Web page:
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As more and more application servers that comply with the new J2EE 1.4 spec become available, Java developers will have to consider how -- and if -- they should migrate their J2EE 1.3-compliant code. In this article, David Currie takes a look at the changes to one particular area of the J2EE specification: messaging. You'll see what you'll need to change, what you can leave as is, and what new opportunities await you.
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object orientation, secure execution of remote code, conditional statements, exception handling and unstructured control flow.
Five Steps to Rapid Development with TierDeveloper 3.0
Unlock the power of rapid development when you use TierDeveloper from AlachiSoft in your N-Tier application development. Follow the steps below to quickly design, generate, and deploy a great portion of your real-life N-Tier application.
You can download TierDeveloper 3.0 at www.alachisoft.com/download.htm
STEP 1: HAVE YOUR DATABASE READY
1. Create your database in Microsoft SQL Server, Oracle, or DB2. You can design and create your own database. Or, you can use the sample database provided with TierDeveloper. Or, you can use one of the databases/schemas already provided with your database. They are:
a.Microsoft SQL Server: Northwind database. Just create a new TierDeveloper project against this database.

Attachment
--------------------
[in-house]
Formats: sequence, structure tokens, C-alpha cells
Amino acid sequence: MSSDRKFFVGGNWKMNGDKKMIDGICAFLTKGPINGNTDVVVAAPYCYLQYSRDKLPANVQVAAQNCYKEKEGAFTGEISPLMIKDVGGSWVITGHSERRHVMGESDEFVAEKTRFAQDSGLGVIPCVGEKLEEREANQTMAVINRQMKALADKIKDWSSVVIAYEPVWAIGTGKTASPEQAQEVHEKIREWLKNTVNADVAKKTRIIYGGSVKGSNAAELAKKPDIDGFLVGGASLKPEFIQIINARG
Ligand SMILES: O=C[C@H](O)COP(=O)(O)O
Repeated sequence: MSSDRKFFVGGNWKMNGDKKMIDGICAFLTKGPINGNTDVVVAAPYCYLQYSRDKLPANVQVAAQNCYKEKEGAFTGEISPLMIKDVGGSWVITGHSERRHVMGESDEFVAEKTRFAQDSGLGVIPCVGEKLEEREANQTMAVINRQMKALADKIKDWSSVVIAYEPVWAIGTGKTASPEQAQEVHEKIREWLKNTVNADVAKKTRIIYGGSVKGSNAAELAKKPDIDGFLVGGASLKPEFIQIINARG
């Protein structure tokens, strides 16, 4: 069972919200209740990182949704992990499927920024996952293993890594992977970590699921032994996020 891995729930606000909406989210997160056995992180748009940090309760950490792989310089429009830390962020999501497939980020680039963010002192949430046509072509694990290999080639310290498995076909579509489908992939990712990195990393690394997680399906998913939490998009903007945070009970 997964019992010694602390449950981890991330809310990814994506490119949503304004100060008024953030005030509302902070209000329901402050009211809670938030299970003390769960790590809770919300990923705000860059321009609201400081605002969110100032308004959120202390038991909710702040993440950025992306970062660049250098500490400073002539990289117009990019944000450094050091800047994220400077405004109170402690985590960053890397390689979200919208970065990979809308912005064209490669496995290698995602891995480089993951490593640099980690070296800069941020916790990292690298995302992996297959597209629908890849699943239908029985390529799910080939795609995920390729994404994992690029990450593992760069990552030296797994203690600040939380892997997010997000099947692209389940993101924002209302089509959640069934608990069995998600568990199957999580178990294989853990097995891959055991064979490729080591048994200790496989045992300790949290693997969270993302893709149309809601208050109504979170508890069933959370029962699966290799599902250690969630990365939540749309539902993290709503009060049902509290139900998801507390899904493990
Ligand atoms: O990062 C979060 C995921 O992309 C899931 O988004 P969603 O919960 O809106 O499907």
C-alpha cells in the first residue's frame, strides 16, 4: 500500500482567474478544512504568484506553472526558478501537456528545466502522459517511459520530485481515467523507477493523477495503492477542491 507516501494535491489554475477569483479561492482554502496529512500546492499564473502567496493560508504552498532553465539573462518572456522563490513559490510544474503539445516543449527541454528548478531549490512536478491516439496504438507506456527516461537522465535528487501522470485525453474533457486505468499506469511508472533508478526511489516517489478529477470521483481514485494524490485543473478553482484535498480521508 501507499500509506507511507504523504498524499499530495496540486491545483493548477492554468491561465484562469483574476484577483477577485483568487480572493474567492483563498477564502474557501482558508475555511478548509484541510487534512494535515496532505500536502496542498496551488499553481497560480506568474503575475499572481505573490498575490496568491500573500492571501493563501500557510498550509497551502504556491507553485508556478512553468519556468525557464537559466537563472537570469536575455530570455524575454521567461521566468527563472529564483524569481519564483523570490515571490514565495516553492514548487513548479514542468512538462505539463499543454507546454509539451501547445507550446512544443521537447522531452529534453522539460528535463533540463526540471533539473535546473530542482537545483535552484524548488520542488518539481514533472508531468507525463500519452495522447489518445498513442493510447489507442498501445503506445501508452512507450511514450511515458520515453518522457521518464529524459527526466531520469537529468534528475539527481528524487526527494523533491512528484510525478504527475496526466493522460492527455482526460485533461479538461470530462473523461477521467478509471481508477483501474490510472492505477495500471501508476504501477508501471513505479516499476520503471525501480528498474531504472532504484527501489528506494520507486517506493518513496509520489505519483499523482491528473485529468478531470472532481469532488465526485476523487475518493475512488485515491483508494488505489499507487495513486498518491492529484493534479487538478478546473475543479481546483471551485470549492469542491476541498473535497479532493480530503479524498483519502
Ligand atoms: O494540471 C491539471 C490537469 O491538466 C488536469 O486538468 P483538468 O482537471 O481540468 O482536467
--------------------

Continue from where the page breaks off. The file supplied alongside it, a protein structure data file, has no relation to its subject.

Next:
b.Oracle: DEMO schema with EMP, DEPT, BONUS, SALGRADE, and other tables. Just create a new TierDeveloper project against this schema.
c.DB2: SAMPLE schema provided with DB2. Just create a new TierDeveloper project against this schema.
2. Populate database with data. This would ensure that you have a fully working database ready to be used by a web application.
STEP 2: KNOW YOUR APPLICATION'S DATABASE INTERACTION
1. Identify table-columns your app will access: Before you do anything, you must know which tables and which columns in these tables is your application going to access.
2. Identify transactional operations: Identify where in your application you need to do insert, update, delete, or single-row select operations.
3. Identify queries: Most applications need to retrieve collection of rows from one or more tables in the database. Identify all places where you need to issue queries. These could be single-table queries or could involve complex joins or nested queries.